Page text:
This is the fifth summer that I have traveled to Nicaragua with the Global Partner’s education team. As in the past, we are doing workshops with high school students who teach in rural after-school programs called colectivos.
The colectivos and the workshops for the students who teach them, are organized by our Nicaraguan partner, Rainbow Network. Rainbow Network has colectivos all over Nicaragua, in 144 rural communities.
In these workshops, we give the high school students literacy and math activities to do with the children in their colectivos. We teach them how to make learning fun with games, songs, and stories. The activities we introduce are new to the high school students, because classroom instruction in Nicaragua is very focused on dictation and board work. In the workshops, we show the students that math and language practice can be fun, and give them specific activities to use with the children in their colectivo.
Global Partners has been presenting these workshops for years, and over time the education project volunteers have made the content more relevant and useful. There are so many variables here, that it will never be perfect, but when we left La Crosse, I was confident that we had solid information and could present it clearly.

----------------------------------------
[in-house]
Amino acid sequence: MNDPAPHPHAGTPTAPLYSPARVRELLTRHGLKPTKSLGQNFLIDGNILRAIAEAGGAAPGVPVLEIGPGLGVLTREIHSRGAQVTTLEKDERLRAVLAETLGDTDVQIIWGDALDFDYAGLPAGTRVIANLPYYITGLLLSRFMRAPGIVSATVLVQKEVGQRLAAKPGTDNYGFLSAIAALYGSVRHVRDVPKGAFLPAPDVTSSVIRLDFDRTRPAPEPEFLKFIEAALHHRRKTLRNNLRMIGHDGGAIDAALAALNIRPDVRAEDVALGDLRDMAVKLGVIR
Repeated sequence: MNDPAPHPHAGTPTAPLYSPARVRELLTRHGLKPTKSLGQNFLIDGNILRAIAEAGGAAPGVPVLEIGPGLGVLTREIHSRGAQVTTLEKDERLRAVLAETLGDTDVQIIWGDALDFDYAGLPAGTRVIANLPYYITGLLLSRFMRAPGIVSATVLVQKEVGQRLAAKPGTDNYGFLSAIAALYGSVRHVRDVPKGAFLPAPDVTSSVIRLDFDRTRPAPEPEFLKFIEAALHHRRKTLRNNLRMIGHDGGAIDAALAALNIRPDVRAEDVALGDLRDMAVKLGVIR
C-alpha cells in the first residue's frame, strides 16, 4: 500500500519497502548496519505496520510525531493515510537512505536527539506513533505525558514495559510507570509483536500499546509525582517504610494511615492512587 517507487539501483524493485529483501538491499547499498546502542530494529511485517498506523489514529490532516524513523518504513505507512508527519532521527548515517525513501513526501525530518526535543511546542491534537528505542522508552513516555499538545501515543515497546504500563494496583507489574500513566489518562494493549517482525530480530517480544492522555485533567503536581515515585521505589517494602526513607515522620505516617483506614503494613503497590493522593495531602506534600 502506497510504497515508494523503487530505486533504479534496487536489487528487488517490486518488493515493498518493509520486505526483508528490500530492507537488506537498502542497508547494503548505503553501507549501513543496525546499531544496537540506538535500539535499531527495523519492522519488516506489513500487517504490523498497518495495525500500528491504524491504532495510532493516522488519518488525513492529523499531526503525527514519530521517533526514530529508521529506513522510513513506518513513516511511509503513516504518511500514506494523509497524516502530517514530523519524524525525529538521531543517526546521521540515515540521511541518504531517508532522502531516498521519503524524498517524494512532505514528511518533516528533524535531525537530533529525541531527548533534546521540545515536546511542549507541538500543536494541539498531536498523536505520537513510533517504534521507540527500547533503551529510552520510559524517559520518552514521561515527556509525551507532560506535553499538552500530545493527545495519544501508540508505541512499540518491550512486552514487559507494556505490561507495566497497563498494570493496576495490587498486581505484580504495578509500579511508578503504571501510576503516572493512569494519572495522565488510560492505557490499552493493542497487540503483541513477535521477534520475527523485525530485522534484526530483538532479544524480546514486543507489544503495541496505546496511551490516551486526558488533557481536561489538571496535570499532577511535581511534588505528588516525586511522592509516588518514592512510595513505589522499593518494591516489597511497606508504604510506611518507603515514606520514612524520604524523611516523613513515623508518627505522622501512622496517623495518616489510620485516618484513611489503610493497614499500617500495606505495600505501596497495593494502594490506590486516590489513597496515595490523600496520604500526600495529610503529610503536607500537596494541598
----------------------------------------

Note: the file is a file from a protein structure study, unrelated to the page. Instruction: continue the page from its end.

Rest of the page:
So, the material was familiar. What was new this year was the team presenting the workshops. I am the only teacher who has taught the workshops before. The others are new to the project and have different backgrounds in education.
Meeting new people is one of the best parts of these trips, and I knew from our pre-trip meetings that we had a great team. Now that we have done two days of workshops, I am reminded that of the greatest strengths of Global Partners is the influx of new insight that volunteers bring. In addition to being fun, resourceful team members, our new volunteers have already provided new perspective to improve the project.
Before the trip, it is difficult for new volunteers to make specific suggestions, because it is impossible for them to understand the reality and limitations the students teaching the after-school programs face. However, after only one day of workshops, our new volunteers were able to take their professional knowledge, our material, and the reality of teaching in a Nicaraguan colectivo and make concrete suggestions to improve the workshops.
We have only done two days of workshops, but working together, we have already made small but important changes to our presentation of math games and read aloud instruction that are making a strong presentation even better.
It is always exciting to work with talented educators who are passionate about teaching. That is part of what makes these trips so rewarding. It is especially satisfying to see the project continue to improve and know that the information we share in the workshops is helping Nicaraguan children learn.